About

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On the decks in the ruins of Bokor Casino, southern Cambodia. New Year’s Eve 2005. (Photo: Matt Fox)

 

As a lifelong music obsessive – a classically-trained crate-digging youtube-wandering junkie of all things sonic who’s devoted thousands of hours listening to and reflecting upon music in dusty rooms, on sticky dancefloors and in cough-ridden concert halls – I’ve finally learnt enough about music to know that I know next to nothing about it.

Until now, I’ve never been arrogant enough to share this nothing with anyone. But I’m starting to think that whether this nothing is worth something is for YOU to decide, whoever you are and wherever you may be.

There’s no grand scheme behind Parking Garage Politics. I’m just trying to express my love for a diverse range of music and other art. Hopefully, I can do this in an engaging way that’s clear and concise but also profound. The writing should have a logical flow: each post will grow out of the one that precedes it.

Through these pieces, I want to explore some key questions about music that have been on my mind for years. I may even come up with some decent answers – though I sincerely hope this doesn’t always happen, as it seems to me that the ability to leave us in a state of curious wonder is a key factor in why music so inspires the human spirit. So maybe the writing here will leave you with your own questions to pursue. If it does, it’s a job well done.

At the very least, if I succeed in turning you on to new music or inspire you to hear music you already know in a different way, then I can be happy that I’ve achieved something worthwhile. Let me know.

Peace,

Praveen Herat

Paris, 14th March 2013

 

What will I find here?

 

There are 5 core elements to Parking Garage Politics:

Essays. A word which may fill you with a sense of impending doom. But don’t panic: I mean the word ‘essay’ in its original French sense; a try or attempt – or, even better, a shout out: a way of giving praise and respect, a cry of wonder, a call for help, an invitation to dialogue. The ultimate goal of an essay is to enhance enjoyment of the subject; if the writing detracts from that goal, then it’s not doing its job. These will be fairly long pieces at times – because not everything on the internet should be in snatch and grab format.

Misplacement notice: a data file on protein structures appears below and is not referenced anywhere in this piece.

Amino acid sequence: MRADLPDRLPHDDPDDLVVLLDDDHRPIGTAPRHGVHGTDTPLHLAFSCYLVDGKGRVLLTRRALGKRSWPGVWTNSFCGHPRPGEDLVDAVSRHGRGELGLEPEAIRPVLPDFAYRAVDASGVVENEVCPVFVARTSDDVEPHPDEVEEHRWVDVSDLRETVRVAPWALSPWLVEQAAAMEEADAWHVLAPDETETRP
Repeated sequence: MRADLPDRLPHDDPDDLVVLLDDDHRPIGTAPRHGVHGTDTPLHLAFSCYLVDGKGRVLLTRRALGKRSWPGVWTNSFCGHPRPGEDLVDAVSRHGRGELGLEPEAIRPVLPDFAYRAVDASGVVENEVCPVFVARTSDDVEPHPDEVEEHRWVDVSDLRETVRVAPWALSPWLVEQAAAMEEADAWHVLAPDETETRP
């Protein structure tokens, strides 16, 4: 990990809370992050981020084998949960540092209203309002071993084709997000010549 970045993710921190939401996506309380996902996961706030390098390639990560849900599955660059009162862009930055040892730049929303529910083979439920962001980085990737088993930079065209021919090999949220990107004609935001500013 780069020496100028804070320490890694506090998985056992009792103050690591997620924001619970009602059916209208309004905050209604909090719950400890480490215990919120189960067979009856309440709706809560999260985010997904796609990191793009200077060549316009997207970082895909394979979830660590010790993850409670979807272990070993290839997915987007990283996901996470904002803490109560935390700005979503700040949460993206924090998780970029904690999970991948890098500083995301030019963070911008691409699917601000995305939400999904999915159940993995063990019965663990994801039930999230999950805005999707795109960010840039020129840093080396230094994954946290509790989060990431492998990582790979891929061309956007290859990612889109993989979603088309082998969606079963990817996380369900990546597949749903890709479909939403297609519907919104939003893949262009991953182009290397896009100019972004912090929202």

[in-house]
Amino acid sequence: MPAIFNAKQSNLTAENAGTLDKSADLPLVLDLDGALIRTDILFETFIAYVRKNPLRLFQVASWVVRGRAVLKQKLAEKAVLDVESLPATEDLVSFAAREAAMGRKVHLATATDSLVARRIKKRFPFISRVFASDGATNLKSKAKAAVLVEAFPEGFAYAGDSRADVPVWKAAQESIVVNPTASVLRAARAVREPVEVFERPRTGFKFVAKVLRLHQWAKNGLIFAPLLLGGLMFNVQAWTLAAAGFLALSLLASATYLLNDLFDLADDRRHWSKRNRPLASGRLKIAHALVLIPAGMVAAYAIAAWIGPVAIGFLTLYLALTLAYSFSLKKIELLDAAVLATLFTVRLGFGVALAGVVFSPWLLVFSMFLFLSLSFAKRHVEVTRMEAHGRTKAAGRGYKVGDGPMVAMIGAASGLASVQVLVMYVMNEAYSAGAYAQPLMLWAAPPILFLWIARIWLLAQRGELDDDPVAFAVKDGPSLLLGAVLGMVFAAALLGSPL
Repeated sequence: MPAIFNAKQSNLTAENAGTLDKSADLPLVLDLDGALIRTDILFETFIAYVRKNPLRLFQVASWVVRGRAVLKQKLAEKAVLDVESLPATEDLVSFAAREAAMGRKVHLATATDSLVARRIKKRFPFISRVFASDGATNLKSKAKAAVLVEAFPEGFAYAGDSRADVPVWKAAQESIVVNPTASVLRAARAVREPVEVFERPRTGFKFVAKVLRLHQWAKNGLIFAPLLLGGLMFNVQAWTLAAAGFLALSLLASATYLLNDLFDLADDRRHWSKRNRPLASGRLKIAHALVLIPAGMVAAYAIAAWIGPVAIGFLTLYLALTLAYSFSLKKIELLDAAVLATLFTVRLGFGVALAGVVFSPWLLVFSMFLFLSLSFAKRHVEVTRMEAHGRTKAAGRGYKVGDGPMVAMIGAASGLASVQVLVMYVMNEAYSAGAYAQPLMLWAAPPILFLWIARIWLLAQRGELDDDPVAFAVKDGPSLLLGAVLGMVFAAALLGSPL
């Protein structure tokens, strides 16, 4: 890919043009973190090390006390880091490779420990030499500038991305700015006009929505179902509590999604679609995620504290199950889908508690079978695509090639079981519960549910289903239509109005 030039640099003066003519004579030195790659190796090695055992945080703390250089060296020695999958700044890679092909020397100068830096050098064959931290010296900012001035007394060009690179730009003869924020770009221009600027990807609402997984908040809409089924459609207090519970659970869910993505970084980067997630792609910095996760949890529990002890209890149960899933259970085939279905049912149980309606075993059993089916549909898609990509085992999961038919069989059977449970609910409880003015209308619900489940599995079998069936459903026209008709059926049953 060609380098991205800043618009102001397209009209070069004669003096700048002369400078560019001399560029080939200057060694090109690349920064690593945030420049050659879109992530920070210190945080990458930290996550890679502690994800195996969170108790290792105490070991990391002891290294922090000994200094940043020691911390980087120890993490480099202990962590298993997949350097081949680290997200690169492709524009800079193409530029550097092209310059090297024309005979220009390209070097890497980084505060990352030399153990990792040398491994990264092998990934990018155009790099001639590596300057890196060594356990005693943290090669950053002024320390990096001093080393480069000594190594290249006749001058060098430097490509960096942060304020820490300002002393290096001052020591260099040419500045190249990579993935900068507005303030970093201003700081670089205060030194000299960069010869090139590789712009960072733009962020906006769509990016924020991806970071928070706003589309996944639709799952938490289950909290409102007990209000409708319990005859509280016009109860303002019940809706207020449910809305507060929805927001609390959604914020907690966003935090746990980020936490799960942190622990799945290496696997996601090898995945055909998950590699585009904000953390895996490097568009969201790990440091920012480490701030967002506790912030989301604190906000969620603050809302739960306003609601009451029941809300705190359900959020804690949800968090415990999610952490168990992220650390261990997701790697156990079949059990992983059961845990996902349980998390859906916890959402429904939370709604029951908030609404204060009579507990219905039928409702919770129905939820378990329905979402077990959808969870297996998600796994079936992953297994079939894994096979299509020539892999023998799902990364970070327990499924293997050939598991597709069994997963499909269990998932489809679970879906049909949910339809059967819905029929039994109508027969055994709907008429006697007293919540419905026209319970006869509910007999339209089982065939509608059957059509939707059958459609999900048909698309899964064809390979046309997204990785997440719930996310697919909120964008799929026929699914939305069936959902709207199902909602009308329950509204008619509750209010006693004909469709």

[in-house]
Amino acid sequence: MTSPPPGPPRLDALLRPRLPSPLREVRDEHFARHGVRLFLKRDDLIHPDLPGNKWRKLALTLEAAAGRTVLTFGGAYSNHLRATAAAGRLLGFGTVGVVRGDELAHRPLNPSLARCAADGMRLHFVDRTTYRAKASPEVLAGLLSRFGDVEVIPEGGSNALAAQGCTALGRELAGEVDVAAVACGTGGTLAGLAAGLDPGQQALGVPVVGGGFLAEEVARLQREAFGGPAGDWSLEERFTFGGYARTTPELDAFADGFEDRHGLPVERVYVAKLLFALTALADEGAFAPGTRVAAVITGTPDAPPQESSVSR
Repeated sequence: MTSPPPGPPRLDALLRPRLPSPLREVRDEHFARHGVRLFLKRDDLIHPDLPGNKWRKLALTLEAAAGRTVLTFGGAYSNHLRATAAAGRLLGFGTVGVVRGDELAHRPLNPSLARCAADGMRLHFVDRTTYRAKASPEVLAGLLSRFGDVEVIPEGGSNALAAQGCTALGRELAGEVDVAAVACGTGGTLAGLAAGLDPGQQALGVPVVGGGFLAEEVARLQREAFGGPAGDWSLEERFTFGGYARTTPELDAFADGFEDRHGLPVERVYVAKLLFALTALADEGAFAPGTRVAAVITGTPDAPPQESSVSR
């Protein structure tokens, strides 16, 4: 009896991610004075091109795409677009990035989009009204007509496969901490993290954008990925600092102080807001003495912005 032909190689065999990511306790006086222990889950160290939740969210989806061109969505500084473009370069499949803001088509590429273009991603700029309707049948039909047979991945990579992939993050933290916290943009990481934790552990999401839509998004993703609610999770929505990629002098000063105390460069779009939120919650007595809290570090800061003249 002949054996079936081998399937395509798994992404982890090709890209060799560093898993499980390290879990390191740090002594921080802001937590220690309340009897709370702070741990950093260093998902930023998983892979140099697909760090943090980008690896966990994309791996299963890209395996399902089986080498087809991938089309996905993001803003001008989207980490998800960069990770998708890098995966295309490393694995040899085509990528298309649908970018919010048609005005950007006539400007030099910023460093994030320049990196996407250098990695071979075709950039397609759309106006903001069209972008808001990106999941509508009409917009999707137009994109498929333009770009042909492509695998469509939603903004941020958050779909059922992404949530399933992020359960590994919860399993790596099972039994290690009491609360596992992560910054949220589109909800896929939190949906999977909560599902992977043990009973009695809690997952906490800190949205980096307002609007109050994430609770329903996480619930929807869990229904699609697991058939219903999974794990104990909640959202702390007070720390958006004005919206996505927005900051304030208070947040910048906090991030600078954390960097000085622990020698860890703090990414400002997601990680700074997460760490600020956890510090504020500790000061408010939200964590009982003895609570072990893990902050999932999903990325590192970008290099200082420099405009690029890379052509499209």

Can’t Live Without…. A medium-length piece that features a key recording. There’s a conscious effort on my part to focus on neglected or not-widely-known material in this strand. So while I can’t live without Van Morrison’s Astral Weeks, Miles Davis’s Kind of Blue or Massive Attack’s Blue Lines, it’s unlikely that you’ll find them in this space.

Freshly Pressed. A short piece that focuses on a recent music release. [When I say recent, I mean within the last couple of years. As a reader, I’m tired of the churnalism that has infected so much writing and broadcasting about the arts, where everyone is chasing the latest hyped record or book or show. Reviews have often become little more than rejigged press releases – or, even worse, press releases that are cut & pasted verbatim. So here you’ll find reflections that aren’t tied to this treadmill; reviews that are fresh but not green, calculated but not calculating.]